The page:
The Division of Enforcement (the “Division of Enforcement”) of the United States Securities and Exchange Commission (the “SEC”) announced on March 10th its new Municipalities Continuing Disclosure Cooperation Initiative (the “Initiative”), aimed at addressing perceived widespread violations of federal securities laws by municipal issuers and underwriters of municipal securities in their bond offering documents. Specifically, the Initiative encourages issuers and underwriters to self-report inaccurate statements in final official statements regarding issuers' prior compliance with continuing disclosure obligations.
Under the Initiative, the Division of Enforcement will recommend favorable settlement terms to issuers and underwriters that self-report inaccurate statements in offering documents relating to prior compliance with the continuing disclosure requirements set forth in SEC Rule 15c2-12 (“Rule 15c2-12”).
To be eligible for the standardized settlement terms under the Initiative, issuers and underwriters must report the inaccurate statements by September 10, 2014. A summary of the SEC’s announcement (the “Announcement”) regarding the Initiative is set forth below.
- Continuing Disclosure - Background
Under Rule 15c2-12, underwriters are prohibited from purchasing or selling municipal securities unless the issuer of the securities covenants to provide continuing disclosure regarding the security and the issuer, including information about the issuer’s financial condition and operating data. In connection with this requirement, Rule 15c2-12 mandates that official statements describe these undertakings, along with any instances in the previous five years in which the issuer failed to comply in all material respects with any previous commitment to provide such continuing disclosure. The SEC has the authority to file enforcement actions against issuers for inaccurately stating in final official statements that they have complied with their prior continuing disclosure obligations.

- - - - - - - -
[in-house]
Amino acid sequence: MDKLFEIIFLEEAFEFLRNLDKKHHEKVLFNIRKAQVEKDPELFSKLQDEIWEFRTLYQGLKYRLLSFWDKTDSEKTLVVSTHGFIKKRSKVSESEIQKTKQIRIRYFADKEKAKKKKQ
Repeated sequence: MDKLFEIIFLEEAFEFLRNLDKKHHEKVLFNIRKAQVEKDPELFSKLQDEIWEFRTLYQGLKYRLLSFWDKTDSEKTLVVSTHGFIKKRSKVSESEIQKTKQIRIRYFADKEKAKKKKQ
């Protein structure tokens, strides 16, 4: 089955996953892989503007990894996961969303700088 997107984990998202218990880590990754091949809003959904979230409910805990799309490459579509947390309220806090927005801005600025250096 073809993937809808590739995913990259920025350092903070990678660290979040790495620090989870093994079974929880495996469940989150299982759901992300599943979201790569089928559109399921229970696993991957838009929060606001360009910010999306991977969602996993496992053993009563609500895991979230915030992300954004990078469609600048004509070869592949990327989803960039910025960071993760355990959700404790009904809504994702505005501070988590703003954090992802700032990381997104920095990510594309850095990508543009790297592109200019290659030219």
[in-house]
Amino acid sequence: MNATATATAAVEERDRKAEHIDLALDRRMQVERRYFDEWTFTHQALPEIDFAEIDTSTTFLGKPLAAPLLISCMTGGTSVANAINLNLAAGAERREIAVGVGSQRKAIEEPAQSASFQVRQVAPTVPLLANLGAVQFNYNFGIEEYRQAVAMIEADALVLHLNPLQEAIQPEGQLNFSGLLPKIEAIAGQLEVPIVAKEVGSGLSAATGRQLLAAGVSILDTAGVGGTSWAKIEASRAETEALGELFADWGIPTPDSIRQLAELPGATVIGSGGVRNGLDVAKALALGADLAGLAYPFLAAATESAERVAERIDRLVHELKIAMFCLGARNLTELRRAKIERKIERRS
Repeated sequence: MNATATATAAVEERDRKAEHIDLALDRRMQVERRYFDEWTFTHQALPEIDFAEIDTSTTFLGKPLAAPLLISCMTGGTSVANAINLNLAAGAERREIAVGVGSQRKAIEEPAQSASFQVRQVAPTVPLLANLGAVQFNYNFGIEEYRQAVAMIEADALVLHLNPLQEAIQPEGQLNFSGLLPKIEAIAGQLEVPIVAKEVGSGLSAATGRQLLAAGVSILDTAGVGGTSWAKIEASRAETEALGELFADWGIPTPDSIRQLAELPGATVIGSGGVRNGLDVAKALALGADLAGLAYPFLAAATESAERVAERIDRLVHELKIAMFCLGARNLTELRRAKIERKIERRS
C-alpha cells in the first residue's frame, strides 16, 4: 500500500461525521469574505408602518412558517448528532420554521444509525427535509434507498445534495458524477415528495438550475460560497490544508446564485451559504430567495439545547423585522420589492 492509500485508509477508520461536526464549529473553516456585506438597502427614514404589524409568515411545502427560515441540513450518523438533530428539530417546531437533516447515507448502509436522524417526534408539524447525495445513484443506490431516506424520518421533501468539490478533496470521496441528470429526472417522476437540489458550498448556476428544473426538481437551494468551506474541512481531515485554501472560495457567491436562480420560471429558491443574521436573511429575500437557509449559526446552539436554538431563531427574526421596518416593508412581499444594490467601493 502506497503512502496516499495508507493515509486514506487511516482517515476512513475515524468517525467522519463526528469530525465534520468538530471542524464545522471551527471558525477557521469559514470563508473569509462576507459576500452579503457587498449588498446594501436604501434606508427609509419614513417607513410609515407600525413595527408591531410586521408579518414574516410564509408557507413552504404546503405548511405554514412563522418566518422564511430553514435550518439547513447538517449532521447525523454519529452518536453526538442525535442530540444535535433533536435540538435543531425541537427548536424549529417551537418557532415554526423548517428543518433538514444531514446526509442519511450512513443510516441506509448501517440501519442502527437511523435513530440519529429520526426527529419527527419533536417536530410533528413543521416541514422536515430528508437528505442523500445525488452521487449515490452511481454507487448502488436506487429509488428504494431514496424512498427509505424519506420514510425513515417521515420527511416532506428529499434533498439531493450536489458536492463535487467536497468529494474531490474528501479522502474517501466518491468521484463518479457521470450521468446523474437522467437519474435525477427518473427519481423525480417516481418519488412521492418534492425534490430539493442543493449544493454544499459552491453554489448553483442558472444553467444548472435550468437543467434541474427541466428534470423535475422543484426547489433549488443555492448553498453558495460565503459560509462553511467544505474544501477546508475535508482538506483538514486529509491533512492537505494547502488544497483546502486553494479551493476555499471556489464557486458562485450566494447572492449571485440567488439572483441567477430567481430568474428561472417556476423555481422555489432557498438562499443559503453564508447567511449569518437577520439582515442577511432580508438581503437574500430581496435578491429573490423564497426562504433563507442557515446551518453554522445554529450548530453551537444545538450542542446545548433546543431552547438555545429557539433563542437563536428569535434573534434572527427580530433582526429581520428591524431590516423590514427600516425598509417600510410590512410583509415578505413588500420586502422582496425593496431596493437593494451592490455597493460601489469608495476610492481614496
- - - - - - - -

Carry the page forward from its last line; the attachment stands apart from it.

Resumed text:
The SEC has further stated that an underwriter’s obligation to have a reasonable basis to believe that the key representations in a final official statement are true and accurate extends to an issuer’s representations concerning past compliance with continuing disclosure obligations.
- The Initiative
Parties Eligible to Self-Report
The following parties to municipal bond offerings are eligible to self-report under the Initiative:
- Issuers who may have made materially inaccurate statements in a final official statement regarding their prior compliance with the continuing disclosure obligations of Rule 15c2-12;
- Underwriters of offerings in which the final official statement contains materially inaccurate statements regarding an issuer’s prior compliance with the continuing disclosure obligations of Rule 15c2-12; and